Marx works in an exciting duel effortlessly illustrated by Aaron Lopresti pitting Amaya against Eclipso.  She twists the plot into a serpentine scheme and evolves a satisfying ending to the Amethyst saga that seems as if it were planned since the beginning.  I kind of doubt that because it looked to me like Marx had intended to string along the schemes and villainy of Mordiel for quite a long time.

Lady Graciel trained her daughter as a warrior since she was a child.  Marx characterized the youth as a sharp individual who quickly adapted to her new surroundings.  

These factors made DC's cancellation of Sword and Sorcery a mere nuisance rather than a true disruption to Marx's story.  Marx recoups her plans to make Amaya a real force in the DC Universe within a coherent story that doesn't really sacrifice a shred of the major plot.  Her partner Lopresti having plenty warning produces a vivid lush mural that unfolds a superb visual narrative.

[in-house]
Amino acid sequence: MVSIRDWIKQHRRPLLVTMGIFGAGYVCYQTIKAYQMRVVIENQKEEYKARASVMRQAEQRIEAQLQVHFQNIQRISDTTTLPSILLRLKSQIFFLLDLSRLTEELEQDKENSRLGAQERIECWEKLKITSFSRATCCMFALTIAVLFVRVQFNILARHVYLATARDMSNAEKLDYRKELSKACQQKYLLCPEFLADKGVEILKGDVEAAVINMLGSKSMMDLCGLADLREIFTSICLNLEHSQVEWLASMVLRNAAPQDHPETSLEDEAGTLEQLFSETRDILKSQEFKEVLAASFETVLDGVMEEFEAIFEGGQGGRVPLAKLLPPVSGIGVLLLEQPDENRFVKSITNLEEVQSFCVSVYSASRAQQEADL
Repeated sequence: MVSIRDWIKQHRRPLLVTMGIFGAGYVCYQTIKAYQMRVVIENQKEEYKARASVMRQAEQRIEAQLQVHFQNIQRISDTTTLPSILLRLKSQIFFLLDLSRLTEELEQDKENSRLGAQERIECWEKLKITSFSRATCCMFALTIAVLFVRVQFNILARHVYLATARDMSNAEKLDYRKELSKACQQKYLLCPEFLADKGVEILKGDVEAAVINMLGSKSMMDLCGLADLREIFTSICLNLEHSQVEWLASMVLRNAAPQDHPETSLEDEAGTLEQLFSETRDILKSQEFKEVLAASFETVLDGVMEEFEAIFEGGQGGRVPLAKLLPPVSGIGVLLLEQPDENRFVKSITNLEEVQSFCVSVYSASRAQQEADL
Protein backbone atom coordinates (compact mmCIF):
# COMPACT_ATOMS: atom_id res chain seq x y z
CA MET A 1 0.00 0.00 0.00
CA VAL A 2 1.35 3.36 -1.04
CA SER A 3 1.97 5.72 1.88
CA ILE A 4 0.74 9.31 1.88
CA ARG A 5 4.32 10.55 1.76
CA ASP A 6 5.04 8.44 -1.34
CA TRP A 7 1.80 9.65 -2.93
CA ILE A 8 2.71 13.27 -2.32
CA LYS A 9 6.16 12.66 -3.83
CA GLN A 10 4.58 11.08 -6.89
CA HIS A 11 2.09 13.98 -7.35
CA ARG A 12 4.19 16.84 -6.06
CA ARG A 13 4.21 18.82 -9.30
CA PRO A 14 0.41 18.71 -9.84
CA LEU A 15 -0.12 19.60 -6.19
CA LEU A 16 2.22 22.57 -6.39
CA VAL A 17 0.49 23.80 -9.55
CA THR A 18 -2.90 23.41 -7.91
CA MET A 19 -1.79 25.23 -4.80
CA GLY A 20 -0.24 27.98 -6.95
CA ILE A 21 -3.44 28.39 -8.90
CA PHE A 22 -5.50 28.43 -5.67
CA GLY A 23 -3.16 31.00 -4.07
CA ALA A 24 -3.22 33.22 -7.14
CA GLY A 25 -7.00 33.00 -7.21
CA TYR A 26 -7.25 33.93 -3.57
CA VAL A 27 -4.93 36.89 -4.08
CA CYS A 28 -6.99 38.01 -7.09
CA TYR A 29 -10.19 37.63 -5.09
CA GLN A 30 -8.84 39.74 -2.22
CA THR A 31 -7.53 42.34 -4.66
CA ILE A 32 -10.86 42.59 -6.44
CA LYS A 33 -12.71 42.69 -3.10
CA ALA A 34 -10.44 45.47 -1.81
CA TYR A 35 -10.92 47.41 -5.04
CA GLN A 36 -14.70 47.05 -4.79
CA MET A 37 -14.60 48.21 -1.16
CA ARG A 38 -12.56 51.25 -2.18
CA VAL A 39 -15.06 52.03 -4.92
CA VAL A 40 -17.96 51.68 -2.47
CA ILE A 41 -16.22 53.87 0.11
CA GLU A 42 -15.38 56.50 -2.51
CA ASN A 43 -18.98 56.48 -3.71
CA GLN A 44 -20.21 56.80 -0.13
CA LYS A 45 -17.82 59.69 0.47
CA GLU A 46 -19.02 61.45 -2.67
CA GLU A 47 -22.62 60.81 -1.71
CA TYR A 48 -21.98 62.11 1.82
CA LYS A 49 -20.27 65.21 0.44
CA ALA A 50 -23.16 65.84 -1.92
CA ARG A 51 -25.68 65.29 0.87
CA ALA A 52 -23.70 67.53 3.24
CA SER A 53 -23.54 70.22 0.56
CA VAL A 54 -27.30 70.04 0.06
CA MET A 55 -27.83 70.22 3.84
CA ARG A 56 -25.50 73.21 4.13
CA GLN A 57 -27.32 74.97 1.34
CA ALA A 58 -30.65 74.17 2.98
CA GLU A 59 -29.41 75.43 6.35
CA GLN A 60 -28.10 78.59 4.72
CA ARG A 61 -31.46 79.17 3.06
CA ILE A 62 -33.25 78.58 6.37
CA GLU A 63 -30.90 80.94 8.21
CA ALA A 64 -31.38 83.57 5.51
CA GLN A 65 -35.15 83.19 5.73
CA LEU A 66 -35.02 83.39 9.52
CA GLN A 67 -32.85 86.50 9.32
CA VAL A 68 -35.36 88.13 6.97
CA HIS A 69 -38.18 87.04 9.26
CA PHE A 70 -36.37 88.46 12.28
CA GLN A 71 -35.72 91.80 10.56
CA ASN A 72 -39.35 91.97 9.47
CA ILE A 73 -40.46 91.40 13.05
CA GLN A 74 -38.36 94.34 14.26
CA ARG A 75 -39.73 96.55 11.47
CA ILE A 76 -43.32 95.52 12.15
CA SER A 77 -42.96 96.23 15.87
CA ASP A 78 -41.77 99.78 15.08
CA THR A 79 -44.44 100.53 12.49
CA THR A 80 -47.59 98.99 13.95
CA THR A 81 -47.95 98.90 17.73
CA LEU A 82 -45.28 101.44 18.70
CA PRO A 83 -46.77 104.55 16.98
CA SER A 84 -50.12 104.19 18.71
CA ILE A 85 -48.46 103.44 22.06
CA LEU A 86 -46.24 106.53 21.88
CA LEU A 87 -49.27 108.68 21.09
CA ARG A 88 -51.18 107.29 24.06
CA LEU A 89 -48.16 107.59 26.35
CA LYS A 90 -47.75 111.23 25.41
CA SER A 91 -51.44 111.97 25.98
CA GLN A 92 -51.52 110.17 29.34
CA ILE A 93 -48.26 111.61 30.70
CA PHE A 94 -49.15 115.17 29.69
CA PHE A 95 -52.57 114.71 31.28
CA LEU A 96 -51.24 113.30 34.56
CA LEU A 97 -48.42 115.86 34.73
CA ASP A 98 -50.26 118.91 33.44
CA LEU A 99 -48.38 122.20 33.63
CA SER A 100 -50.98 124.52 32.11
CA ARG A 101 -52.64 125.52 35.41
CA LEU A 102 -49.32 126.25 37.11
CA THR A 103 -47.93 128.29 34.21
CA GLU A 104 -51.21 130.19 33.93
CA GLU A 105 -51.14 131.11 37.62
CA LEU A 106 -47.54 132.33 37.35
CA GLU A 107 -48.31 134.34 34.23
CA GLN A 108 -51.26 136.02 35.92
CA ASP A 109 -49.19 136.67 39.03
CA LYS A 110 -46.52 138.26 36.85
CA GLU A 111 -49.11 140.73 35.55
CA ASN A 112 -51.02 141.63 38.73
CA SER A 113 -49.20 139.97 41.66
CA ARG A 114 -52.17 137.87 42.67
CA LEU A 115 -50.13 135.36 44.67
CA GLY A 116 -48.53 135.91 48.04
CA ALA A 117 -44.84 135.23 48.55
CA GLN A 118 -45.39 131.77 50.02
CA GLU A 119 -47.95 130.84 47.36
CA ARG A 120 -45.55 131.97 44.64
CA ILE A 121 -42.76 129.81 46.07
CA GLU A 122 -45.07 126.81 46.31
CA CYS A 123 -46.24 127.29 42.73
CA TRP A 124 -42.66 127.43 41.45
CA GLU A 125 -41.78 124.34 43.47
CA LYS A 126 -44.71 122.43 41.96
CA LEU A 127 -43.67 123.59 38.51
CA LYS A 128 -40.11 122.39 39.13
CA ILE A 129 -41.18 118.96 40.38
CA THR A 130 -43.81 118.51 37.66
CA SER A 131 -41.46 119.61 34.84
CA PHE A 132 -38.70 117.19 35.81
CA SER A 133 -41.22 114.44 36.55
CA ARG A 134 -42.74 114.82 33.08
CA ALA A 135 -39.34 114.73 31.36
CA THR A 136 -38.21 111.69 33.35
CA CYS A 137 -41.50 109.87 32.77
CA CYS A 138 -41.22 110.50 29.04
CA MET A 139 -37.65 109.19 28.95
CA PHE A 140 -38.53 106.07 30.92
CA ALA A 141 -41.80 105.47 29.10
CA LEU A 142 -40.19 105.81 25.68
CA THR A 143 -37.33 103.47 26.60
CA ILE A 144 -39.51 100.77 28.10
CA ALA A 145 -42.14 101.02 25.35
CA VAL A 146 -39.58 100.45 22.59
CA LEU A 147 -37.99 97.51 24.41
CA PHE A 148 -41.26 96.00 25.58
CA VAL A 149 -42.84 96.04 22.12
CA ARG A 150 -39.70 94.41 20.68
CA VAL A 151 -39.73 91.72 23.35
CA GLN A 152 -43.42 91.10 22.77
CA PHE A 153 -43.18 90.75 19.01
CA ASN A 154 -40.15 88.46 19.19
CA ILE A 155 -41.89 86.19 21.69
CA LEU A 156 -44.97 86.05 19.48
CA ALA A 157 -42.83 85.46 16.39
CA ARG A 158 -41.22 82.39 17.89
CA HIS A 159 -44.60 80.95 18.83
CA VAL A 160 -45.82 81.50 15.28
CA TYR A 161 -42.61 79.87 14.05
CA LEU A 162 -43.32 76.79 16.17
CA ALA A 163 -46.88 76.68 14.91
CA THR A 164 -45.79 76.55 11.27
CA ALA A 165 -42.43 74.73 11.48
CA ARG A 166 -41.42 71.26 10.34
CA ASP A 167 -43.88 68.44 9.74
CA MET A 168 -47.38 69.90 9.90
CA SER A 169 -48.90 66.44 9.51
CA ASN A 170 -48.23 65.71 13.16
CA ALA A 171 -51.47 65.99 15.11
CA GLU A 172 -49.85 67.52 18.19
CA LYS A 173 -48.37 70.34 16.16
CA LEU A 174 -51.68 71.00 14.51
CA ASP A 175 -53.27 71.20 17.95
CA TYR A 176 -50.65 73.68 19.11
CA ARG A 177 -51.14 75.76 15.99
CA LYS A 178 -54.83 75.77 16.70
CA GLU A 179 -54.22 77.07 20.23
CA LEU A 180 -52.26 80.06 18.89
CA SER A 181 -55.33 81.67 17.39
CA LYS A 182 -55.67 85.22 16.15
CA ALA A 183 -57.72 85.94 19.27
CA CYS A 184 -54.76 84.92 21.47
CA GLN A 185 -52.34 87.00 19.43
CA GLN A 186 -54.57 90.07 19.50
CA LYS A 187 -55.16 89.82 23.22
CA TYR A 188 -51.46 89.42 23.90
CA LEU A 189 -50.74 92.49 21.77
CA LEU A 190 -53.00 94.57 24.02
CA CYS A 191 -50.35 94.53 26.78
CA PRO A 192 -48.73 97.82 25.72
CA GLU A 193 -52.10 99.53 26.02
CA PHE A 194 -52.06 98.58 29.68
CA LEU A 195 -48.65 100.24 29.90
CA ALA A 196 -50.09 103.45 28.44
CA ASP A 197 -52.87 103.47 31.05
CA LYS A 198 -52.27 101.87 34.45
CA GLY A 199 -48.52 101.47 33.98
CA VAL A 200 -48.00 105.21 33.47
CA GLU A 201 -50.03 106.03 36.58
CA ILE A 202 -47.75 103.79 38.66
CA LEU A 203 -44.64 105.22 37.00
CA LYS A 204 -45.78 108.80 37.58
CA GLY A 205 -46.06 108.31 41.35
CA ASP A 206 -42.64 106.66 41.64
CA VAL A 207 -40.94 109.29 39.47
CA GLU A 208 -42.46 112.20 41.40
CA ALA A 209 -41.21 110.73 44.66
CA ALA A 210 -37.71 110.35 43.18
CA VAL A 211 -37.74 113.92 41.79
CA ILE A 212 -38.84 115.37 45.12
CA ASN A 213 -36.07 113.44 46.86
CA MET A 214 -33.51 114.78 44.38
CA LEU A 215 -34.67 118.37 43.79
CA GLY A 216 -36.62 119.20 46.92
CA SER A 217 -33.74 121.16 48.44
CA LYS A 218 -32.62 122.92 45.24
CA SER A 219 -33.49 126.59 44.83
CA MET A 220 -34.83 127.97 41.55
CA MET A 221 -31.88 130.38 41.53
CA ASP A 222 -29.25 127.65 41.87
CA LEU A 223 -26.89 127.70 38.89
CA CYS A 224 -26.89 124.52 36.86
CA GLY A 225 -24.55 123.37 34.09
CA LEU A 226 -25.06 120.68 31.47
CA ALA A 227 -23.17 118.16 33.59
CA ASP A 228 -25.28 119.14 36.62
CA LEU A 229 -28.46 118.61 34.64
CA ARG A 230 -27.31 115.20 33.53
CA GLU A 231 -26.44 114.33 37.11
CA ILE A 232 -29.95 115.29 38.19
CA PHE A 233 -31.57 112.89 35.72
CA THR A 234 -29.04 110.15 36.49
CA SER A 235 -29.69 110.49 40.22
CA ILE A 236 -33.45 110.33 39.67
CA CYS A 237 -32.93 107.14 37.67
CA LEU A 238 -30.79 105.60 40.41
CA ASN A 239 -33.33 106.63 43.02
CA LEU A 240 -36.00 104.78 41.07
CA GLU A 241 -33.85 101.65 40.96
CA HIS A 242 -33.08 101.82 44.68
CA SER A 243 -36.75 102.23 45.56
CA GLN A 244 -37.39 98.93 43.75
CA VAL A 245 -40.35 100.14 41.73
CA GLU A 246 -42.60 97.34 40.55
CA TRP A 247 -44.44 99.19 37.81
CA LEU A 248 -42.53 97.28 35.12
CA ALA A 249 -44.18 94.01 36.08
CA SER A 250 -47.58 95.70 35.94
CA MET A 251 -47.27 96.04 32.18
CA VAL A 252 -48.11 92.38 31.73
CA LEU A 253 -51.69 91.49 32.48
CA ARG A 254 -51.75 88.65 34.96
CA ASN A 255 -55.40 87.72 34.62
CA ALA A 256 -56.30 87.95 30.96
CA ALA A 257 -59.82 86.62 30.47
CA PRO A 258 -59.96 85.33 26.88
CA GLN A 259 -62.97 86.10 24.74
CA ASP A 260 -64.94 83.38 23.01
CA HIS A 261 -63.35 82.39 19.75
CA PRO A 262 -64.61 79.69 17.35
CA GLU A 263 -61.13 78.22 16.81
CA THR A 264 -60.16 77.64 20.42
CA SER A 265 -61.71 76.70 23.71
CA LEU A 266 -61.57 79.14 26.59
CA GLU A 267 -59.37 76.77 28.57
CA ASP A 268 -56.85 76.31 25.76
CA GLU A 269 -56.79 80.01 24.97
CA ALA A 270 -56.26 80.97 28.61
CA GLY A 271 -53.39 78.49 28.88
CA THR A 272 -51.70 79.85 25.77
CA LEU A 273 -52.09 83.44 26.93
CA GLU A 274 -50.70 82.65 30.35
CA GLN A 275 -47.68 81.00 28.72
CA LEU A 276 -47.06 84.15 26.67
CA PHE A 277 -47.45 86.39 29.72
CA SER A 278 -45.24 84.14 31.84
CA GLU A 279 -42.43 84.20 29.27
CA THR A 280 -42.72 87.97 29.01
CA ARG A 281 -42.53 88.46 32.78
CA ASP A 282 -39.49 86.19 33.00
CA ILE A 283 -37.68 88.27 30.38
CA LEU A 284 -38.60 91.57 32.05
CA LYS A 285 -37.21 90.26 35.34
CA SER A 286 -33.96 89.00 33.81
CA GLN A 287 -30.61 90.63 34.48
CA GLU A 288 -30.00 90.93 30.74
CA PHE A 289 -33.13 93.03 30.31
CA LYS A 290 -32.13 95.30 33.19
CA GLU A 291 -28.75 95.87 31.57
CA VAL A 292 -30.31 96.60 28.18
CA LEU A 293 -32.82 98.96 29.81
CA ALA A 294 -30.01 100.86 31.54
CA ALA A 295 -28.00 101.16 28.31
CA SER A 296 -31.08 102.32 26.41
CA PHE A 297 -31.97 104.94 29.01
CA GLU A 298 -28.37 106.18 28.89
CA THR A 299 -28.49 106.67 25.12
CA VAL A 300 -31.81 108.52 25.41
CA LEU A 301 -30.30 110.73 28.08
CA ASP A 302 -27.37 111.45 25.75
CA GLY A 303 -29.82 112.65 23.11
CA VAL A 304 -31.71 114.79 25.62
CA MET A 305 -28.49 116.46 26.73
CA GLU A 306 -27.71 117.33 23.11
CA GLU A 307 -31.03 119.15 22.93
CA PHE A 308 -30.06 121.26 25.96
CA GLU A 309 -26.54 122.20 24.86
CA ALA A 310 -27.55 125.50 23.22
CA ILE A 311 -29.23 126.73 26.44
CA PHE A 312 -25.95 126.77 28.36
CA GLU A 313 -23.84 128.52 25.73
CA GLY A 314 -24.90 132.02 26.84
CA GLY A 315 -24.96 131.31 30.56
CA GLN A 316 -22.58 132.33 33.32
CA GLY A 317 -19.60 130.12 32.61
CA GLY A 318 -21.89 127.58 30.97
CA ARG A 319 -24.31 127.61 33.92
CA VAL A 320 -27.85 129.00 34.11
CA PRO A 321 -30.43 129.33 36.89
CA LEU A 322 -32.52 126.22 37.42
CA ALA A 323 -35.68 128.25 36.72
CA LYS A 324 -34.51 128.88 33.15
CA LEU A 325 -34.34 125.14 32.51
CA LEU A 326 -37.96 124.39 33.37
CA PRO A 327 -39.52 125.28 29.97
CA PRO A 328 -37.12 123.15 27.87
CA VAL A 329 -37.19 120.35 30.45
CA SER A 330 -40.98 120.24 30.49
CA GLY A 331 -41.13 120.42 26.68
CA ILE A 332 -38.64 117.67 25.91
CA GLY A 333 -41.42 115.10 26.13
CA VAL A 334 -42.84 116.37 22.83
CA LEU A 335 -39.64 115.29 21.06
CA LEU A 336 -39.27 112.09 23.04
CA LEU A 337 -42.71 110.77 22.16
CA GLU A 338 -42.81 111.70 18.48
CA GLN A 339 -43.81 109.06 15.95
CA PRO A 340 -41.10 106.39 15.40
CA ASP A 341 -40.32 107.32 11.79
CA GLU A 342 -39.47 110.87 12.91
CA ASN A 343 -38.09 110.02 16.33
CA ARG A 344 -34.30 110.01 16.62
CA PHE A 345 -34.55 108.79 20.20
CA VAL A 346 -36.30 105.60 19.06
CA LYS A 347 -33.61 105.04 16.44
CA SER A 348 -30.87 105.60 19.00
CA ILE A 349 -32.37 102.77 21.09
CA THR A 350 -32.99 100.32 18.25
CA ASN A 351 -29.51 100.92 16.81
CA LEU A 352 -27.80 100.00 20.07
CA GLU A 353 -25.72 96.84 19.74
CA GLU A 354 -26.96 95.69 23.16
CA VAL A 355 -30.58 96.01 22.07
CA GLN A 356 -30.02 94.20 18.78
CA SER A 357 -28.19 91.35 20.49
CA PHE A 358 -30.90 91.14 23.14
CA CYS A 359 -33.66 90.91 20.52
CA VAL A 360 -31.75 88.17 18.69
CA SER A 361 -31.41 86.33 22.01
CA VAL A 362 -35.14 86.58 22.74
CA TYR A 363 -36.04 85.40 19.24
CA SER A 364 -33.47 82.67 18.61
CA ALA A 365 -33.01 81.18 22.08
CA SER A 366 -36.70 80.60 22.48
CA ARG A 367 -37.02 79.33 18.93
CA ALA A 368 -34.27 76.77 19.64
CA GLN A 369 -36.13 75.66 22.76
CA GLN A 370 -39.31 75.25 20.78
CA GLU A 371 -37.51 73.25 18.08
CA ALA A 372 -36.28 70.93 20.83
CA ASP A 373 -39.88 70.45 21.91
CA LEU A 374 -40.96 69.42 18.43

In Birds of Prey Marx creates a tale of betrayal and the reaffirmation of an old friendship.  Starling threw in with Mr. Freeze last issue, but Marx, while abandoning Duane Swierzynski's fine creation, does so in style.  Marx gives Starling a rationale for betraying the Birds.

Starling has a point even if delivered badly.  Getting rid of the Owls can only be described as a good thing.  Marx attempts to humanize the Owls when Mr. Freeze tortures one, but it doesn't work.  Mr. Freeze is no longer the sympathetic character from Batman: The Animated Series, and we've seen what the Owls can do in Batman.  I felt no sympathy either way.